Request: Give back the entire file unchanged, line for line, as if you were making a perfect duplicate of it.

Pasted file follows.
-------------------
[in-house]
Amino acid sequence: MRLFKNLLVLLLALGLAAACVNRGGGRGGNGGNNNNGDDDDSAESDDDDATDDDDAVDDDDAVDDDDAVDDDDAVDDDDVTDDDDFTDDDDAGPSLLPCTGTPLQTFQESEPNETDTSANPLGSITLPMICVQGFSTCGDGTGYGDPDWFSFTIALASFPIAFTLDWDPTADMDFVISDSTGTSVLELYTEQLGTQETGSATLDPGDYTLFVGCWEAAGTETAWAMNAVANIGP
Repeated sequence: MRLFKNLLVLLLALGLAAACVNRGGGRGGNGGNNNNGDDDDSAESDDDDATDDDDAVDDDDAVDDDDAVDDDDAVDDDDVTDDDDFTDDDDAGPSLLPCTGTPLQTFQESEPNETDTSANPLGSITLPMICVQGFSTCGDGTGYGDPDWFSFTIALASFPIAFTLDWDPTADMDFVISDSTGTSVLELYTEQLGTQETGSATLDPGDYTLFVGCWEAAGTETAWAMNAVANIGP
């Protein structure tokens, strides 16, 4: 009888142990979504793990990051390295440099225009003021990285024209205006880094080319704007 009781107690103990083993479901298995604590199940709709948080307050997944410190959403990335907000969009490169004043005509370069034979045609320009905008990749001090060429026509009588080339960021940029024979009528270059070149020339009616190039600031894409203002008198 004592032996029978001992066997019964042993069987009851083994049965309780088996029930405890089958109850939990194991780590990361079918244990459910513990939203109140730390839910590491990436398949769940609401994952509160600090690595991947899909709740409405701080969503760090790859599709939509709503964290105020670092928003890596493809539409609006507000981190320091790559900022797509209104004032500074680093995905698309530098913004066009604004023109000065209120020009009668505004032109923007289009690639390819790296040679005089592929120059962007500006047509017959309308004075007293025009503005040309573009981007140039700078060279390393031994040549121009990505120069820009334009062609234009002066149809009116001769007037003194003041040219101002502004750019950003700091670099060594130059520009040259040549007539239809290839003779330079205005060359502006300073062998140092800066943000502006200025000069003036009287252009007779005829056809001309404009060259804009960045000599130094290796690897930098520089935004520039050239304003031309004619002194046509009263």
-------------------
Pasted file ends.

[in-house]
Amino acid sequence: MRLFKNLLVLLLALGLAAACVNRGGGRGGNGGNNNNGDDDDSAESDDDDATDDDDAVDDDDAVDDDDAVDDDDAVDDDDVTDDDDFTDDDDAGPSLLPCTGTPLQTFQESEPNETDTSANPLGSITLPMICVQGFSTCGDGTGYGDPDWFSFTIALASFPIAFTLDWDPTADMDFVISDSTGTSVLELYTEQLGTQETGSATLDPGDYTLFVGCWEAAGTETAWAMNAVANIGP
Repeated sequence: MRLFKNLLVLLLALGLAAACVNRGGGRGGNGGNNNNGDDDDSAESDDDDATDDDDAVDDDDAVDDDDAVDDDDAVDDDDVTDDDDFTDDDDAGPSLLPCTGTPLQTFQESEPNETDTSANPLGSITLPMICVQGFSTCGDGTGYGDPDWFSFTIALASFPIAFTLDWDPTADMDFVISDSTGTSVLELYTEQLGTQETGSATLDPGDYTLFVGCWEAAGTETAWAMNAVANIGP
């Protein structure tokens, strides 16, 4: 009888142990979504793990990051390295440099225009003021990285024209205006880094080319704007 009781107690103990083993479901298995604590199940709709948080307050997944410190959403990335907000969009490169004043005509370069034979045609320009905008990749001090060429026509009588080339960021940029024979009528270059070149020339009616190039600031894409203002008198 004592032996029978001992066997019964042993069987009851083994049965309780088996029930405890089958109850939990194991780590990361079918244990459910513990939203109140730390839910590491990436398949769940609401994952509160600090690595991947899909709740409405701080969503760090790859599709939509709503964290105020670092928003890596493809539409609006507000981190320091790559900022797509209104004032500074680093995905698309530098913004066009604004023109000065209120020009009668505004032109923007289009690639390819790296040679005089592929120059962007500006047509017959309308004075007293025009503005040309573009981007140039700078060279390393031994040549121009990505120069820009334009062609234009002066149809009116001769007037003194003041040219101002502004750019950003700091670099060594130059520009040259040549007539239809290839003779330079205005060359502006300073062998140092800066943000502006200025000069003036009287252009007779005829056809001309404009060259804009960045000599130094290796690897930098520089935004520039050239304003031309004619002194046509009263």